In the fourth section, Huntington explains that the Western desire to dominate the world is what leads to conflict with Islam and China. As China and Islam have gained in strength and cultural confidence, they have been less willing to accept Western dominance. However, the West has continued to try to exert its influence, anyway. Moving forward, the West will have to become more accommodating on the key issues that bring it into conflict with China and Islam: militarization, human rights, and the influx of refugees and immigrants in the Western world. Huntington predicts that the West will no longer be able to influence these issues as clearly as it once could. Instead, it will have to focus on preserving its own culture while respecting the boundaries of these other civilizations.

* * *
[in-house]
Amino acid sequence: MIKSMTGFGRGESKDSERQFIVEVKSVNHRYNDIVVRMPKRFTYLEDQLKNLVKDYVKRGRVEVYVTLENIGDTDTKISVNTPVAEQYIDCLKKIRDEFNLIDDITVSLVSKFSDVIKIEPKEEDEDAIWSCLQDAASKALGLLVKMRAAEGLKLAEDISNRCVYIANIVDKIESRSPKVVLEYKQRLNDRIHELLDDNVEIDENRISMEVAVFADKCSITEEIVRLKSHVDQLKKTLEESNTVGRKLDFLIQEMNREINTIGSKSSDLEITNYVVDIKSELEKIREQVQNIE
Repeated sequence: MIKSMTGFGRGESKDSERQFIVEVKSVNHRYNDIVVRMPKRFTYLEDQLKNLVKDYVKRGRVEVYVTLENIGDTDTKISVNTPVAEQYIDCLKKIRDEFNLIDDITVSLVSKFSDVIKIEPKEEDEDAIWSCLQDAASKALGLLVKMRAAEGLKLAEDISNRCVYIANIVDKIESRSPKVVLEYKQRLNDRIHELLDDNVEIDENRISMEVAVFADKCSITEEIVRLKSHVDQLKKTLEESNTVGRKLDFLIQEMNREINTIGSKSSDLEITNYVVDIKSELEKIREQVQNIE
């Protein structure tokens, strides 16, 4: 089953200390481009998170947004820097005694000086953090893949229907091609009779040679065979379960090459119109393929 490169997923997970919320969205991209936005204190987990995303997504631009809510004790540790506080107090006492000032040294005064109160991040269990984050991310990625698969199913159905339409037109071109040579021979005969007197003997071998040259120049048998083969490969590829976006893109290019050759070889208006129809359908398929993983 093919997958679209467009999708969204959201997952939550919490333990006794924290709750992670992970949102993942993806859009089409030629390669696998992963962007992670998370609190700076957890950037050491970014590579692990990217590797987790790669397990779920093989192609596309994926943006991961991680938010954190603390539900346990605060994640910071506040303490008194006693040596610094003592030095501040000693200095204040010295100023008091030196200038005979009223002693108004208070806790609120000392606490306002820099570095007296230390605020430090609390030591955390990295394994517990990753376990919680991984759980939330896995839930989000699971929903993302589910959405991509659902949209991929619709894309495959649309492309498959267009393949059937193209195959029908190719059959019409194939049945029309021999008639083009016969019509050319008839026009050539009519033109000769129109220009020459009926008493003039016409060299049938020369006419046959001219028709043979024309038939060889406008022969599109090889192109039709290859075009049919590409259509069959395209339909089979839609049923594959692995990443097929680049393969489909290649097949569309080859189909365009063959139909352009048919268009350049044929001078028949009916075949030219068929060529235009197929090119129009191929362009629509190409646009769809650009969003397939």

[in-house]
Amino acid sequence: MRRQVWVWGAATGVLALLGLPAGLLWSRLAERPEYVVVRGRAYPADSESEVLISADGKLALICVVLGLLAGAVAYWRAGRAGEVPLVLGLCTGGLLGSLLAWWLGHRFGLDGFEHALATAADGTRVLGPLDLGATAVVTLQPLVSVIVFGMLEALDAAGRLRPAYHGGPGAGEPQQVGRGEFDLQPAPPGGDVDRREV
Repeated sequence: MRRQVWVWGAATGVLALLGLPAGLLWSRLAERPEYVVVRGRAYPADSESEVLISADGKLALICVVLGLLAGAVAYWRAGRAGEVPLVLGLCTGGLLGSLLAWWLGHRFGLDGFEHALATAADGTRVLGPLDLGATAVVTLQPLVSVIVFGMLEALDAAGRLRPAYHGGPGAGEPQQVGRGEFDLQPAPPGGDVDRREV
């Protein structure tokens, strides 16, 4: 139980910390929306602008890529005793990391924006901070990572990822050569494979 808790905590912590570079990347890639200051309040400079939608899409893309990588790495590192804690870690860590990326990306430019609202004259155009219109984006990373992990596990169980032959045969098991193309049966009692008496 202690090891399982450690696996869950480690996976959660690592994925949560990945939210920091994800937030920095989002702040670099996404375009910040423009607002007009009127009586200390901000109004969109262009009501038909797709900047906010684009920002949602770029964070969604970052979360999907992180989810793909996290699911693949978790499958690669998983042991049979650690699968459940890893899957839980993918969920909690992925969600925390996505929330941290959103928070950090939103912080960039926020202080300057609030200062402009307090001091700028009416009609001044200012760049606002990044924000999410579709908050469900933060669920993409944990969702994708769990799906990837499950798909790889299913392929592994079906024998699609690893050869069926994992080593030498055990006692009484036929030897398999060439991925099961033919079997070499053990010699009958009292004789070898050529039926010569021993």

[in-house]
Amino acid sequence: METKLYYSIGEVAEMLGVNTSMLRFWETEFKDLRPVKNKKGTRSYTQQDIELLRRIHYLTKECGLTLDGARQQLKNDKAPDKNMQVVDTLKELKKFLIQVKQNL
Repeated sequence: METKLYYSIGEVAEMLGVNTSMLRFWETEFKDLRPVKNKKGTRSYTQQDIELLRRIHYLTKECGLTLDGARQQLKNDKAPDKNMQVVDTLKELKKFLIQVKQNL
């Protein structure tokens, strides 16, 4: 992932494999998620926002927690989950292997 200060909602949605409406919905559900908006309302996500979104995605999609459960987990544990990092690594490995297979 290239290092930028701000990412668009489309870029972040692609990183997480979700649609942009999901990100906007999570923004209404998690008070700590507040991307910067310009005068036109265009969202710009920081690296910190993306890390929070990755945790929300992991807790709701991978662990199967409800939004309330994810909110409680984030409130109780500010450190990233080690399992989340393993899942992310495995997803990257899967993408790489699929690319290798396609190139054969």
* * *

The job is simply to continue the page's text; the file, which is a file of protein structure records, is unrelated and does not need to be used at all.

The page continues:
Huntington’s last section argues that the West must accept its own civilization as unique, instead of wanting to make it universal. Above all, it must protect this unique culture from non-Western influence. If the United States continues to embrace multiculturalism, for example, it will eventually lose its central identity as a Western nation; it will no longer be identifiable as the United States, but rather will become something closer to the United Nations. The preservation of Western culture is also important when it comes to making sure that the world as a whole can maintain the multicivilizational nature of world politics. The West must stop trying to universalize, and must instead allow other civilizations to hold on to their unique cultures and values. Only by rejecting multiculturalism and embracing multicivilizationalism can the world avoid devolving into conflicts between the major civilizations.